Wicked Saints

Information

Goodreads: Wicked Saints
Series: Wicked Saints #1
Source: Gift
Published: 2019

Official Summary

A girl who can speak to gods must save her people without destroying herself.

A prince in danger must decide who to trust.

A boy with a monstrous secret waits in the wings.

Together, they must assassinate the king and stop the war.

In a centuries-long war where beauty and brutality meet, their three paths entwine in a shadowy world of spilled blood and mysterious saints, where a forbidden romance threatens to tip the scales between dark and light. Wicked Saints is the thrilling start to Emily A. Duncan’s devastatingly Gothic Something Dark and Holy trilogy.

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Review

Wicked Saints is undeniably an attempt to replicate the success of Leigh Bardugo’s Grishaverse, with its Russian-inspired setting, its endless war, its romance with a monster, and its musings on the true nature of religion and sainthood. Unfortunately, however, the book never reaches the same level of writing or introspection of Bardugo’s work, instead relying on cheap thrills and plot twists to keep readings hooked. After too many attempts to shock me, however, the book started to get more laughable than dramatic. Wicked Saints is one of those books that made me deeply grateful the experience of reading it was finally over.

The premise of Wicked Saints is intriguing. It focuses on Nadya, a girl raised in a monastery to be the ultimate weapon to end her country’s war with a neighboring nation, as well as on the prince of that enemy country, and a boy whose power is monstrous yet compelling. These three should spark the interest of readers with their unique perspectives on life and religion, especially when their lives collide. However, the characterization is regrettably weak. Nadya’s main feature is her hatred of the enemy country mainly because they are the enemy, as well as “heretics.” The prince, Serefin, is more compelling, but readers don’t get much from him except that he likes to get drunk and isn’t as terrible as his tyrant father. The boy/monster remains an enigma and his main reason for existing seems to be so Nadya can fall in love with him, while flip flopping on the question of whether she can trust him.

The romance here is seemingly a replication of the Alina/Darkling romance from Bardugo’s Grisha trilogy. Unlike that one, however, this one is hard to be invested in. Nadya has no real reason to start falling for a boy who practices blood magic she finds abhorrent, and whom she is not even sure she can trust. He gives her no backstory, no reason for her to see the boy behind the monster. They barely even spend any time together. Instead, the author just tells readers that Nadya is physically attracted to him, and that is apparently supposed to be enough. But the great romances of literature always have a lead-up, always have a reason for readers to want to see a couple together. Here, the only reason is that YA loves the enemies-to-lovers trope, and Duncan wants to set up readers for a series of “Can we trust him? Yes! No! Yes! No!” scenes that start to become ridiculous the more prolific they become.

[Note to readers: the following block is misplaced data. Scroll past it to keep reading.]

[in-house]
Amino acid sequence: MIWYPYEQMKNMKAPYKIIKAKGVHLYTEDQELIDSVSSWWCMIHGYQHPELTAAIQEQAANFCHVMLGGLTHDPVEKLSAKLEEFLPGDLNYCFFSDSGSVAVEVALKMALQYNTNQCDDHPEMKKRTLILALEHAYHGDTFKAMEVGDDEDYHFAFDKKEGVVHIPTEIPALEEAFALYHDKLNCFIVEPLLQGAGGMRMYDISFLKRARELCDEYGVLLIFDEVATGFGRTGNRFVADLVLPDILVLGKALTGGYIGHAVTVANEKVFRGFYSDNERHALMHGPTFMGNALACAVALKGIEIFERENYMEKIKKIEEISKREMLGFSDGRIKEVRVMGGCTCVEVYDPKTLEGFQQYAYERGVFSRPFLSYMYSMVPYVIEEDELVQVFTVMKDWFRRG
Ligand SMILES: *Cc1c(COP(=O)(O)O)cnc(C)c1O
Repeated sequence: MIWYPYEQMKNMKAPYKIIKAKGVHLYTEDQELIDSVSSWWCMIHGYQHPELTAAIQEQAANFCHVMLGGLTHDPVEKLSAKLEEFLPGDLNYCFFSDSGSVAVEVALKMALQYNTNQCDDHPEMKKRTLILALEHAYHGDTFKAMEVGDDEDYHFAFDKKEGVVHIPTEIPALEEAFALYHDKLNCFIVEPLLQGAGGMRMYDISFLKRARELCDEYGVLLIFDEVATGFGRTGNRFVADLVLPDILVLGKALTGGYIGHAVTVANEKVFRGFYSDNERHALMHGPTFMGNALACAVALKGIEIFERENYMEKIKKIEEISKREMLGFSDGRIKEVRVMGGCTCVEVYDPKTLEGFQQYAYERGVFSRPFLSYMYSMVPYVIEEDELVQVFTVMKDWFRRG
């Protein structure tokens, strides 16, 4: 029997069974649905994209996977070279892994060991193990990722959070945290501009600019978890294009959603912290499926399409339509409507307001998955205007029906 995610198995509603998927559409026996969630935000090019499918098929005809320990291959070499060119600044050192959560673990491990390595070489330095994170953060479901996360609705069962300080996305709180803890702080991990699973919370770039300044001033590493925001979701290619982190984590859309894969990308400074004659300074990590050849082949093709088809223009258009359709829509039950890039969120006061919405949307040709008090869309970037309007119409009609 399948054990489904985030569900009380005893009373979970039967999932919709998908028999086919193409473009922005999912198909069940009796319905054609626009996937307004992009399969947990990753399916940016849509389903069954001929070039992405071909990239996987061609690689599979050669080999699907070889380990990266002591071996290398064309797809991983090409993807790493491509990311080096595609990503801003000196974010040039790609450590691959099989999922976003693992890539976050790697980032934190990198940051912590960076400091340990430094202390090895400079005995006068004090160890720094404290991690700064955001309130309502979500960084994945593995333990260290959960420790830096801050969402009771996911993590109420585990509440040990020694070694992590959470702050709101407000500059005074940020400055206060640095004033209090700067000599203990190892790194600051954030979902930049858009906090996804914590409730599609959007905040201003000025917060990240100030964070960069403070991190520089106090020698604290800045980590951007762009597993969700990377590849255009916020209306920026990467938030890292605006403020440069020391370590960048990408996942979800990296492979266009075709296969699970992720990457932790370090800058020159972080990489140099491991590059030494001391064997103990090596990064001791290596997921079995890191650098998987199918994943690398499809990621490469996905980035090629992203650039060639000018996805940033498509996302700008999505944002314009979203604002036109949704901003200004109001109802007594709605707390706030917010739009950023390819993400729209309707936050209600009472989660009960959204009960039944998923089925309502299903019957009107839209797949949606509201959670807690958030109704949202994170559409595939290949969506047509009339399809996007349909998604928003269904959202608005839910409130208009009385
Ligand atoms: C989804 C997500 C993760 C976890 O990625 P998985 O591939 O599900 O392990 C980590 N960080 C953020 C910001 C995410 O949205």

The book really starts to fall apart around the midway point when Duncan starts to attempt to play up the mystery and the drama. Part of this happens with the aforementioned series of scenes, where Nadya keeps trusting, then not trusting, her love interest as a bunch of of plot twists come out of nowhere, not because they make sense in the plot, but because drama is everything. But part of the strategy to create dramatic tension is apparently to simply not explain anything. In my opinion, this is shoddy writing. Writers should not have to rely on confusing their readers into thinking something exciting is happening. The plot should make sense and readers should be able to follow it. They should be worried because they have an inkling of what is about to happen, not because they lost the plot thread 100 pages ago and are now just along for the ride.

Wicked Saints will possibly appeal to readers who want more of Leigh Bardugo’s Grishaverse. However, the danger in trying to copy another book’s success is that any failure to reach the bar set by the first book becomes more pronounced. Wicked Saints is no substitute for the Grisha trilogy, and it is disappointing to open up a book with a promising summary only to find weak characterization, a bland romance, and a nonsensical plot. I won’t be picking up the sequel.

2 star review

How to Approach Reading a Classic

How to Read the Classics

Interested in reading more classics but a little intimidated? Here a few strategies you can try to make reading classics easier!